As you prepare for your AP Psychology exam, you will encounter many theories of emotion. One of the most important is the Schachter Singer theory of emotion, which is also known as the two-factor theory of emotion. It was developed by Stanley Schachter and Jerome E. Singer in the early 1960s. We have elucidated the most essential facets of this theory below.
The Schachter Singer theory states that each emotion is composed of two, intertwined factors: physiological arousal and a cognitive label. When an individual experiences an emotion, he or she experiences an often ambiguous state of physiological arousal to which the individual then ascribes a cognitive label which is highly dependent on factors in the individual’s immediate environment. Misleading factors in the immediate environment often lead to the misattribution of a state of physiological arousal.
What Is the Schachter Singer Theory
The Schachter Singer theory consists of three primary ideas:
- When an individual experiences a state of physiological arousal for which they have no apparent explanation, the individual will describe the state of arousal in terms of the cognitions in their immediate environment, even if the subsequent description is inaccurate.
- When an individual experiences a state of arousal for which they have an apparently veracious explanation, the individual is unlikely to search for any alternate explanation in the immediate environment.
- When an individual is in a situation similar to situations that have caused emotions in previous experiences, the individual will only experience a similar emotion if they are in a state of physiological arousal.
Each of these theses centers on the underlying relationship between physiological arousal (or lack thereof) and the role of cognitions available in the immediate environment. This relationship can serve to facilitate tenuous connections when no sensible cognition is immediately available, and it can serve obfuscate valid cognitions when a more obvious connection is more immediately available. The initial Schachter Singer experiment and similar experiments thereafter clarify the nature of this relationship.
Schachter-Singer Theory Experiments
In the initial experiment designed by Schachter and Singer, participants were given a fictitious drug that was ostensibly intended to improve the eyesight of all participants. This drug was in fact epinephrine, a stimulant that causes increased blood pressure, heart rate, and perspiration. The participants that received the epinephrine were divided into four groups.
The epinephrine informed group was told the fictitious drug they were being given would cause the side-effects caused by epinephrine. Based on this explanation, the epinephrine informed group had a readily available explanation for the physiological arousal they experienced when the stimulant took effect.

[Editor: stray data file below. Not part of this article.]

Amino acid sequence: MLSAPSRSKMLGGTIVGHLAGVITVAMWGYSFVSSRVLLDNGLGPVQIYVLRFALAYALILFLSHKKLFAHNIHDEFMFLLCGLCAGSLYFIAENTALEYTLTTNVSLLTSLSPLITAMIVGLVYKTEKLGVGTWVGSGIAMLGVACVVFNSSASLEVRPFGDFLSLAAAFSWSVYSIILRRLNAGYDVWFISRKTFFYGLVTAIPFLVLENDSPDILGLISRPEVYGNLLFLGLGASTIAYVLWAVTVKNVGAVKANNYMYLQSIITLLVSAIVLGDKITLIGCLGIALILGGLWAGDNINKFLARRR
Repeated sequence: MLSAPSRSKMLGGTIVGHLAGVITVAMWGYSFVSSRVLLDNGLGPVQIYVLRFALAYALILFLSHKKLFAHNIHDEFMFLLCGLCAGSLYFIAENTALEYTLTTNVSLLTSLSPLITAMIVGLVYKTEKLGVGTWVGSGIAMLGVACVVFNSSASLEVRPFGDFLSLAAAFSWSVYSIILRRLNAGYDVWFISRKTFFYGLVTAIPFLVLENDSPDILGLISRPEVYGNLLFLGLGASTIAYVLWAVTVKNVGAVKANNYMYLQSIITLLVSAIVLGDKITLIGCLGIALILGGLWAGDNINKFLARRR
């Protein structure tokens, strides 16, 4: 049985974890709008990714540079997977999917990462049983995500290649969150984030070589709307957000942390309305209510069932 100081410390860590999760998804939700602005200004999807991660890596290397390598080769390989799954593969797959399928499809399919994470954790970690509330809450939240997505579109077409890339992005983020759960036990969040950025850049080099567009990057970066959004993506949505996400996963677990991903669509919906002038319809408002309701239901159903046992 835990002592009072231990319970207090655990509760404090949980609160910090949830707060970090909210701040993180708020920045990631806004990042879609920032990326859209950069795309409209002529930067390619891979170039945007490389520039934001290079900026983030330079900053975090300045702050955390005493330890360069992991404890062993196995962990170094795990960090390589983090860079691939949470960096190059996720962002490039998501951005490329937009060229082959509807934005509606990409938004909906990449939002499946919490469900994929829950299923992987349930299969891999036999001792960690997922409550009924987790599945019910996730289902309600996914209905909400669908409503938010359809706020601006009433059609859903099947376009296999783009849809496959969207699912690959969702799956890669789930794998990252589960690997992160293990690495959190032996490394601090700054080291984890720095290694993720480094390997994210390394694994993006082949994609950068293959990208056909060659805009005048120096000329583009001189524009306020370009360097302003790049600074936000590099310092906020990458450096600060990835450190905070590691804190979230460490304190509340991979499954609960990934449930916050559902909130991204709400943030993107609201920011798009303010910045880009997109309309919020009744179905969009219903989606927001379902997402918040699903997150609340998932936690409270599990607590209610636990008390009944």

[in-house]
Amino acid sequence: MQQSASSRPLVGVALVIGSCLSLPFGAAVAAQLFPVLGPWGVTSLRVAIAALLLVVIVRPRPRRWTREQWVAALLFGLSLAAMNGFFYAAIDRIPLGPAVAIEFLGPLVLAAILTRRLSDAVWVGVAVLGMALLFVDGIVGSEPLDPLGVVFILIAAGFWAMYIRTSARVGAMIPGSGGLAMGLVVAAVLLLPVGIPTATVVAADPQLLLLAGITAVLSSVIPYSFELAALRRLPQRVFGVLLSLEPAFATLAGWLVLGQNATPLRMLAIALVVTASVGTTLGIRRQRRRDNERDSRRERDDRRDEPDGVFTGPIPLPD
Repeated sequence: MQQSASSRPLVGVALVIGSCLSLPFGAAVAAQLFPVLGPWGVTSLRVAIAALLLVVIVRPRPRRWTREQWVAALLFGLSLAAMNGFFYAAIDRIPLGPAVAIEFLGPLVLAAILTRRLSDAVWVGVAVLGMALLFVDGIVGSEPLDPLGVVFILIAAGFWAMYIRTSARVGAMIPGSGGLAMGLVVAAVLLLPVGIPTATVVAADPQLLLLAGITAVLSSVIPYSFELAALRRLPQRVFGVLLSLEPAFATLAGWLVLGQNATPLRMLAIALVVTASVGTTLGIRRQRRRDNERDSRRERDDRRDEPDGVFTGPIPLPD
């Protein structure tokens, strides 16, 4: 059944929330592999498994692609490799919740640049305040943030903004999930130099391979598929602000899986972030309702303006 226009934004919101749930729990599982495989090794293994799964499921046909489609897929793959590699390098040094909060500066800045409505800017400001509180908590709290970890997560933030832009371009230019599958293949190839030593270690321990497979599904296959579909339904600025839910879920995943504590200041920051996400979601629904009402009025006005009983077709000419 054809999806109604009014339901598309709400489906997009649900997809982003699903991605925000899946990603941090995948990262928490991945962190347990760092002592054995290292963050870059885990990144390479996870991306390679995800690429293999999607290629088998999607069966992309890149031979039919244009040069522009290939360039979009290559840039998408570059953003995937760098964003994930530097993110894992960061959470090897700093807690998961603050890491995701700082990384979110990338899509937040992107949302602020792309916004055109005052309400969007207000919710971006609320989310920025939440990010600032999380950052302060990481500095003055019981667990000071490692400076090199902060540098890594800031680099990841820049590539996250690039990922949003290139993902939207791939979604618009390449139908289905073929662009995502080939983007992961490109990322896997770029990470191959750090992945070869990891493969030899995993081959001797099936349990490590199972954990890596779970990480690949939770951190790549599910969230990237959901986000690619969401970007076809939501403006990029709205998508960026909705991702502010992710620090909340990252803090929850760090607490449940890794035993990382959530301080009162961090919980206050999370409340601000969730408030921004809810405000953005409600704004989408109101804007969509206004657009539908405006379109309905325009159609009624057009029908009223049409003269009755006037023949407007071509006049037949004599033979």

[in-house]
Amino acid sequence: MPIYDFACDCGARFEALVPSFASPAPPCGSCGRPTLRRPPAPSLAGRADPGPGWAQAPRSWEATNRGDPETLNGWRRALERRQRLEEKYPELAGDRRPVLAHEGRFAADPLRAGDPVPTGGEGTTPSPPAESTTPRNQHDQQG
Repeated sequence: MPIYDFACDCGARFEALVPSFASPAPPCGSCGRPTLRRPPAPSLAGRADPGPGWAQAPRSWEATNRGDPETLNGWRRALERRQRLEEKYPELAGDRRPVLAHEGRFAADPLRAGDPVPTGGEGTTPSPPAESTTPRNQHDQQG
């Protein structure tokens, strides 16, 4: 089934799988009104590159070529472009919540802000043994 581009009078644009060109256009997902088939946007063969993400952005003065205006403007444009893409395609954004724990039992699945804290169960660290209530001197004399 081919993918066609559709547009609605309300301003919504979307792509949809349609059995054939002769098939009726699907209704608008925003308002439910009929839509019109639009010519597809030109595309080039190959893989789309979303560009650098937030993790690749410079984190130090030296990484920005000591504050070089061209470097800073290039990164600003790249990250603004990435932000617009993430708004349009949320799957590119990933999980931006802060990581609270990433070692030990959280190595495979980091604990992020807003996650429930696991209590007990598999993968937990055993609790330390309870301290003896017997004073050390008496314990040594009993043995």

After the epinephrine had been administered, participants in this group reported the least prevalent feelings of anger and euphoria, presumably because they had the most logical and readily available cognition to explain the arousal they experienced.
The epinephrine misinformed group was told to expect a set of side-effects inconsistent with the effects of epinephrine. Based on this explanation, this group did not have a veracious explanation for the state of physiological arousal they experienced after the administration of the medication.
Participants in this group reported the highest levels of euphoria and frustration, presumably based on their inability to explain the sense of arousal they experienced based on the information and medication they had been given.
The epinephrine ignorant group was told nothing about the incipient state of physiological arousal. Based on this lack of an explanation, this group did not have a veracious explanation for the state of arousal they experienced after being given the epinephrine. After the drug’s administration, this group reported significant feelings of euphoria and frustration, although not as significant as those in the epinephrine misinformed group, presumably based on their inability to find an immediately available explanation for their feelings of physiological arousal.
In this experiment, the control group was given a placebo that had no effect on their state of physiological arousal and no explanation about what to expect. Based on this lack of stimulation and explanation, the group had minimal need to explain an absence of physiological arousal. As a whole, the control group expressed a minimal level of euphoria or frustration; however, participants in the epinephrine informed group did express slightly lower levels of euphoria and frustration.
Dutton and Aron
Shortly after the publication of the Schachter Singer theory, Dutton and Aron conducted an experiment in which they attempted to induce a state of physiological arousal without using any narcotics. To that end, Dutton and Aron designed an experiment in which male participants walked across one of two bridges. The “arousing” bridge was a suspect suspension bridge over a deep, ominous ravine while the “control” bridge was a stable structure over an auspicious landscape.